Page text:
Viral Meningitis (nonbacterial meningitis) Fact Sheet by Jeffreywood

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									New York State Department of Health

Viral Meningitis (nonbacterial meningitis)
Last Reviewed: November 2006


What is viral meningitis?
Viral meningitis is an infection of the meninges (a thin lining covering the brain and spinal cord) by any one of
a number of different viruses. It is a fairly common disease; 500-700 cases are reported each year in New
York State. Almost all of the cases occur as single, isolated events. Outbreaks are rare.


Who gets viral meningitis?
Anyone can get viral meningitis but it occurs most often in children.


Which viruses cause this form of meningitis?
Approximately half of the cases in the United States are due to common enteroviruses (intestinal).
Occasionally, children will have viral meningitis associated with mumps or herpes virus infection. Mosquito-
borne viruses also account for a few cases each year. In many cases, the specific virus cannot be identified.


How are the viruses that cause viral meningitis spread?
Because a number of different viruses are capable of causing viral meningitis, the manner in which the virus is
spread depends upon the type of virus involved. Some are spread by person-to-person contact; others can be
spread by insects.


What are the symptoms?
The symptoms may include fever, headache, stiff neck and fatigue. Rash, sore throat and intestinal symptoms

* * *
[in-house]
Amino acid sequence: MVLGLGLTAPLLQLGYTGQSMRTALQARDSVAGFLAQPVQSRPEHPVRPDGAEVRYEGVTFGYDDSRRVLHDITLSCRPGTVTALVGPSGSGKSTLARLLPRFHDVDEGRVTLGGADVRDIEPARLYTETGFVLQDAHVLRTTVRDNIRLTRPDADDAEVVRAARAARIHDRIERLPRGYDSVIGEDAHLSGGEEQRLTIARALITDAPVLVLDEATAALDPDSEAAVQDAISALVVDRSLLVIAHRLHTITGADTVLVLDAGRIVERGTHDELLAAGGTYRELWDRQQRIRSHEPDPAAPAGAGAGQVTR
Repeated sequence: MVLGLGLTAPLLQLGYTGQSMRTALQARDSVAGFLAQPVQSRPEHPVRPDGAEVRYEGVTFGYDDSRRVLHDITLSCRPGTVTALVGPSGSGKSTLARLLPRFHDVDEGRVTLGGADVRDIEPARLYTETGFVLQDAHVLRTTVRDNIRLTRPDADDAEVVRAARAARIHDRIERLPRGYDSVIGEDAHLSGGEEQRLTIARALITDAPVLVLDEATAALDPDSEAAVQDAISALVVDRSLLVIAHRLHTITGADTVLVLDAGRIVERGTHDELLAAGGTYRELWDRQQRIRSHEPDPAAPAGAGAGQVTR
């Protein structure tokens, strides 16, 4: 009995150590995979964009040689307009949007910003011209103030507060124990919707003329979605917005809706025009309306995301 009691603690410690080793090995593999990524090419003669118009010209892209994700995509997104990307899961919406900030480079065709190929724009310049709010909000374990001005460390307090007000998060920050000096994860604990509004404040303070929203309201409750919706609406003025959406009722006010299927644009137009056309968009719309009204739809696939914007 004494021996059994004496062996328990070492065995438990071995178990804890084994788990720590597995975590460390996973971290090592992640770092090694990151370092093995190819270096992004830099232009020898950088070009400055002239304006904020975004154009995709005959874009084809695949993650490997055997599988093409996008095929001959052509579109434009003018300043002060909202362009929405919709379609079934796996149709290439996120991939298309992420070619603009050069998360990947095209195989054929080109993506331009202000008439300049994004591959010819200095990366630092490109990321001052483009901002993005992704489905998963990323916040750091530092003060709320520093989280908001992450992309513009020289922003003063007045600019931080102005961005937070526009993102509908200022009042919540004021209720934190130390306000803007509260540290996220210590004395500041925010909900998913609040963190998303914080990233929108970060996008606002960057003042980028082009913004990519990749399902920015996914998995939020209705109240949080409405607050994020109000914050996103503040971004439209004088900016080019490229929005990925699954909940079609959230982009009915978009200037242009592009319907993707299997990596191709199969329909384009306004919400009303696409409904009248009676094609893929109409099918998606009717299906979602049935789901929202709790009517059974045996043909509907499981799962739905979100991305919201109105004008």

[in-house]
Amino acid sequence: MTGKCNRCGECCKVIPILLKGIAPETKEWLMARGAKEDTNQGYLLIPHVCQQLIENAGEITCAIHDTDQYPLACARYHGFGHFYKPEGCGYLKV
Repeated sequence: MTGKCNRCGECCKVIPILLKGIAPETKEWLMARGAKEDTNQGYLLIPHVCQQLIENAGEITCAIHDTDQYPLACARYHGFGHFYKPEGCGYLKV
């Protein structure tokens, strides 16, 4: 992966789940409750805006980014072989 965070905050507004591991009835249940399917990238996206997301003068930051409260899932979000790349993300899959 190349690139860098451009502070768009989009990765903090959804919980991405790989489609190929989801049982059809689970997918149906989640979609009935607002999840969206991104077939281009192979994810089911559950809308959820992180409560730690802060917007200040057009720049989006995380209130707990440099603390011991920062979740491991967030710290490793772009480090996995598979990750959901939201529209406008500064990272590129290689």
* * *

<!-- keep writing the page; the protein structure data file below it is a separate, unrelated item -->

may also occur.


How soon do symptoms appear?
Symptoms generally appear within one week of exposure.


Is a person with viral meningitis contagious?
Some of the enteroviruses that cause viral meningitis are contagious while others, such as mosquito-borne
viruses, cannot be spread from person to person. Fortunately, most people exposed to these viruses
experience mild or no symptoms. Most people are exposed to these viruses at some time in their lives, but
few actually develop meningitis.


Should a person with viral meningitis be isolated?
Strict isolation is not necessary. Since most cases are due to enteroviruses that may be passed in the stool,
people diagnosed with viral meningitis should be instructed to thoroughly wash their hands after using the
toilet.
How is viral meningitis treated?
There are no specific medicines or antibiotics used to treat viral meningitis.

Revised: June 2004

								
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